GGR & PL CLASSES
Request Info on our Degree Programs
CITING ONLINE MATERIAL
<author's name> <<e-mail address>> <subject> Article <<message-id>> in Usenet newsgroup <newsgroup>, <date>
1. Take the <author's name>, <e-mail address>, <subject>, <message-id>, <newsgroup> and <date> elements from the message header (see RFC1036 for further information if necessary).
2. Enclose both <e-mail address> and <message-id> within angle brackets. You may break either across lines, but if possible arrange for breaks to occur only at punctuation separators (but not on hyphens, and don't ever *add* hyphens).
3. In the case of a crossposted article, cite only one newsgroup (most suitably, the one in which the article was actually read).
4. Because Usenet articles are ephemeral (very few are archived, or if archived, easily accessible), if you cite a Usenet article in a printed publication you may optionally omit the Message ID.
5. For the same reason, you should retain copies of Usenet articles you cite until they are no longer needed.
World Wide Web, FTP, Gopher, Telnet
<author's name> <title of document> <<URL>> <date of document> (Accessed <date accessed>)
1. Use the URL (Uniform Resource Locator) to identify the source of the material, as specified in RFC1738. This begins with a code for the type of access involved ("http://", "ftp://", "gopher://", etc.). The appendix to RFC1738 suggests that URLs in citations should be prefixed with "URL:" and surrounded by angle brackets; for example:
However, including the "URL:" prefix seems ugly and unnecessary, as the angle brackets and access code suffice to identify the code as a URL.
2. If the accessed document is dated internally, use that date for the citation. If there is no date given, use the date at which it was first accessed (prefixed by "Accessed" in parentheses, as shown above). Optionally, give both (for example, if you have any reason to think the document may have been amended since its first creation).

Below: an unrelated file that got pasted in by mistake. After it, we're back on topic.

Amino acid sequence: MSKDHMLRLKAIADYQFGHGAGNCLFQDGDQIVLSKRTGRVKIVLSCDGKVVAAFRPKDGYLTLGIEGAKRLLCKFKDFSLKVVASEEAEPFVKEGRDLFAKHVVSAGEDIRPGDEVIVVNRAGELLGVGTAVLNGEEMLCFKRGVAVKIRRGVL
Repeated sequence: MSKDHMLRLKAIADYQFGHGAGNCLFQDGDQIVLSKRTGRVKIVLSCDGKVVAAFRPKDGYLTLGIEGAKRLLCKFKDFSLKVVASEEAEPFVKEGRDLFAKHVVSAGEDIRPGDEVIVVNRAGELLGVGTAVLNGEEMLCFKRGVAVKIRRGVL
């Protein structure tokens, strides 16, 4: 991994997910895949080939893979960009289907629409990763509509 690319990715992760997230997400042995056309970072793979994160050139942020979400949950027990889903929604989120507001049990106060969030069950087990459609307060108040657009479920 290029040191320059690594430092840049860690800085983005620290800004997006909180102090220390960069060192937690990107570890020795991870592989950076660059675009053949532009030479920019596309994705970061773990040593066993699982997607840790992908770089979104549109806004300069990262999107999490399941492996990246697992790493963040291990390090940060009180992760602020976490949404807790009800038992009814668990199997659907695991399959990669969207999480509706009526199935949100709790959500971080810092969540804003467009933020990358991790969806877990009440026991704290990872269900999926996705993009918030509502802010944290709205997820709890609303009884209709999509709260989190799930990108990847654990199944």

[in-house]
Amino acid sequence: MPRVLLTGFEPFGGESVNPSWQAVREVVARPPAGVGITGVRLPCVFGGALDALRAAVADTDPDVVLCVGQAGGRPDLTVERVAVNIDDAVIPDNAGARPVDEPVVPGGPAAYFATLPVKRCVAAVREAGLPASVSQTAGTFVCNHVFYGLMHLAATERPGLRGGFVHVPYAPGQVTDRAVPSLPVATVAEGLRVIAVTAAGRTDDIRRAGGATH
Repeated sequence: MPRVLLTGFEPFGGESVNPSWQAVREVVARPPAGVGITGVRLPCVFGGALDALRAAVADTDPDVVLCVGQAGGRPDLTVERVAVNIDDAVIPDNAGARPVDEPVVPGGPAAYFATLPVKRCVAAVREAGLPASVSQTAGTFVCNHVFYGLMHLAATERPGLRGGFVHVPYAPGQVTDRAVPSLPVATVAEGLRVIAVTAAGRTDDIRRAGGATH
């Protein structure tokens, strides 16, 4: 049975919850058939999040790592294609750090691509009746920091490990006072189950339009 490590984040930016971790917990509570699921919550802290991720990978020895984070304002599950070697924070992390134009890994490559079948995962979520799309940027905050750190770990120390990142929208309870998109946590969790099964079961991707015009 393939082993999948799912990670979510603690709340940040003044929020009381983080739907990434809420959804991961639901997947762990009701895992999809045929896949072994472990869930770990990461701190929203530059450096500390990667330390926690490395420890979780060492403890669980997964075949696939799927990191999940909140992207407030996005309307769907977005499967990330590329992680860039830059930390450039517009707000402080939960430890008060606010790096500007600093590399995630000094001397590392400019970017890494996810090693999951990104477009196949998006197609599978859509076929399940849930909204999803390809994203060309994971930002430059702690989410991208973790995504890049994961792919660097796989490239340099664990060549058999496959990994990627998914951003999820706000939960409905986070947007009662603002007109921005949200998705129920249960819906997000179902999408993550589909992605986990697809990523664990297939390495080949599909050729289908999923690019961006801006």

3. Give filenames as you first encountered them, including suffixes indicating compressed format, such as "gz" or "zip".
4. Take care to preserve case in network server directories and filenames, as it is usually significant.
5. You may break URLs across lines, but if possible arrange for breaks to occur only at punctuation separators (but not on hyphens, and don't ever *add* hyphens).
1. Barrett, Alan <firstname.lastname@example.org> "MLA citation style for internet documents?" Article <email@example.com> in Usenet newsgroup alt.usage.english, 19 May 1995.
2. Berners-Lee, T., Masinter, L. & McCahill, M. [ed.] "Uniform Resource Locators (URL)" Request for Comments 1738, Network Working Group <ftp://ftp.demon.co.uk/pub/doc/rfc/rfc1738.txt> Dec. 1994. (Accessed 3 Feb. 1995)
3. _Chicago Manual of Style: For Authors, Editors and Copywriters_ (14th edition), University of Chicago Press, 1993, ISBN-0-226-10389-7, pp. 633-4 [not as comprehensive as the other style manuals cited here, because it is just that bit older].
4. Gibaldi, Joseph _MLA Handbook for Writers of Research Papers_ (Revised Fourth Edition), Modern Language Association of America, 1995, ISBN 0-87352-565-5, pp. 160-67, 176-78 [the most recent and the most comprehensive advice available; guidance is also given on citing etexts, CD-ROMs, databases and other electronic sources].
5. Horton, M. & Adams, R. "Standard for interchange of USENET messages" Request for Comments 1036, Network Working Group <ftp://ftp.demon.co. uk/pub/doc/rfc/rfc1036.txt> Dec. 1987 (Accessed 19 June 1995).
6. Johnson, Floyd H. "Suggested MLA Style Guide" <ftp://ftp.netins.net/ showcase/nwc-iowa/pub/int-refs.txt> 1995 (Accessed 17 Apr. 1995).
7. _Publication Manual of the American Psychological Association_ (Fourth
Edition), American Psychological Association, 1994, ISBN 1-55798-241-4,
8. Wainwright, Mark <firstname.lastname@example.org> "MLA citation style for internet documents?" Article <D8Gv79.IMB@harlequin.co.uk> in Usenet newsgroup alt.usage.english, 12 May 1995.
return to Department Writing Guidelines